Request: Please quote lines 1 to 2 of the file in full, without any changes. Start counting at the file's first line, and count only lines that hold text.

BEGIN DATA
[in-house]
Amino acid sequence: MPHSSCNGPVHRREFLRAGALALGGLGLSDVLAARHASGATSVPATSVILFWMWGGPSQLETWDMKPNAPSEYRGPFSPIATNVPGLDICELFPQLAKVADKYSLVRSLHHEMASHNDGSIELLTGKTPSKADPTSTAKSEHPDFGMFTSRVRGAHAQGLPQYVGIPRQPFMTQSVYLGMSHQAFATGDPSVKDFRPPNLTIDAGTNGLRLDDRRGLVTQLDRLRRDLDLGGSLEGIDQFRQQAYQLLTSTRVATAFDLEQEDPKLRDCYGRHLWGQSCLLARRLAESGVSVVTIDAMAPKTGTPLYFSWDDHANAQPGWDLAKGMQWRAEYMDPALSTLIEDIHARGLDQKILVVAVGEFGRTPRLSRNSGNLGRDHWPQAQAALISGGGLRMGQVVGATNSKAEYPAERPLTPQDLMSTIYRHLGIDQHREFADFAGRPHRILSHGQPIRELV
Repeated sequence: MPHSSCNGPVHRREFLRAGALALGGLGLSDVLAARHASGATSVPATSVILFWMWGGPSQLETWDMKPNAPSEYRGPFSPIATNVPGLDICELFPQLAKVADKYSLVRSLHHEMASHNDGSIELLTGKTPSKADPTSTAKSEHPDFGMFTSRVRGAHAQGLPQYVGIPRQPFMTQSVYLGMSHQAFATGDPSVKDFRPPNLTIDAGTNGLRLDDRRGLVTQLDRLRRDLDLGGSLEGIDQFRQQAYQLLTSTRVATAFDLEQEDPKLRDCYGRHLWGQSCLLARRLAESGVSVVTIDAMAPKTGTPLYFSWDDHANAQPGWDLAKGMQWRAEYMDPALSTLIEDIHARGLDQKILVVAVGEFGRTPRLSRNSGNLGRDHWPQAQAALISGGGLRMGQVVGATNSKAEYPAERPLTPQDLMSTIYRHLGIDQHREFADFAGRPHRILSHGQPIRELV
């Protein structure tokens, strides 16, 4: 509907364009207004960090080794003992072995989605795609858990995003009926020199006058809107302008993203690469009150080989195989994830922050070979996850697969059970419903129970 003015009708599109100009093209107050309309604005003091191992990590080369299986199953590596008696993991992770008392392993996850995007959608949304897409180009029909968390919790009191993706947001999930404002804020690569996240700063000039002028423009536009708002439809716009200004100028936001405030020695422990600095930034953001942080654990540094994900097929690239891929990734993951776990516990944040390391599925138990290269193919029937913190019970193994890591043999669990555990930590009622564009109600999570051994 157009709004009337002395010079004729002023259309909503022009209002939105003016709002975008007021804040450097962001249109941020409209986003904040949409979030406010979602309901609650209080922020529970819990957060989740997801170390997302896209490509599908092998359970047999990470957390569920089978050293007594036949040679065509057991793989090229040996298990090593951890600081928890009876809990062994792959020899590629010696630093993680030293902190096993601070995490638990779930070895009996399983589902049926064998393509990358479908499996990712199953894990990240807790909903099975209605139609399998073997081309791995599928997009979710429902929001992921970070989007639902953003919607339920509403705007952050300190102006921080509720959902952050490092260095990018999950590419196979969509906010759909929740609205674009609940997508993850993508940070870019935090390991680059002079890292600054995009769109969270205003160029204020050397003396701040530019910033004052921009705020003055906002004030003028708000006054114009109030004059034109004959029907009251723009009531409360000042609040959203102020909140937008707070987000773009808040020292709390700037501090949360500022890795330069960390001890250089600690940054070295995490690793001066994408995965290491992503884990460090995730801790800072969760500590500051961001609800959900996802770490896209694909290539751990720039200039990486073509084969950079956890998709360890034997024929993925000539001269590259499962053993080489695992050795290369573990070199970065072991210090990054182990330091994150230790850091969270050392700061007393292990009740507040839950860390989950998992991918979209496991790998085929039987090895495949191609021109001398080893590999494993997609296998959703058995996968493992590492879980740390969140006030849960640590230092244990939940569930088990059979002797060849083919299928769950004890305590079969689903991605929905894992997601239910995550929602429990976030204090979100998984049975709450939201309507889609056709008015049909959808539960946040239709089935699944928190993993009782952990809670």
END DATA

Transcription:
[in-house]
Amino acid sequence: MPHSSCNGPVHRREFLRAGALALGGLGLSDVLAARHASGATSVPATSVILFWMWGGPSQLETWDMKPNAPSEYRGPFSPIATNVPGLDICELFPQLAKVADKYSLVRSLHHEMASHNDGSIELLTGKTPSKADPTSTAKSEHPDFGMFTSRVRGAHAQGLPQYVGIPRQPFMTQSVYLGMSHQAFATGDPSVKDFRPPNLTIDAGTNGLRLDDRRGLVTQLDRLRRDLDLGGSLEGIDQFRQQAYQLLTSTRVATAFDLEQEDPKLRDCYGRHLWGQSCLLARRLAESGVSVVTIDAMAPKTGTPLYFSWDDHANAQPGWDLAKGMQWRAEYMDPALSTLIEDIHARGLDQKILVVAVGEFGRTPRLSRNSGNLGRDHWPQAQAALISGGGLRMGQVVGATNSKAEYPAERPLTPQDLMSTIYRHLGIDQHREFADFAGRPHRILSHGQPIRELV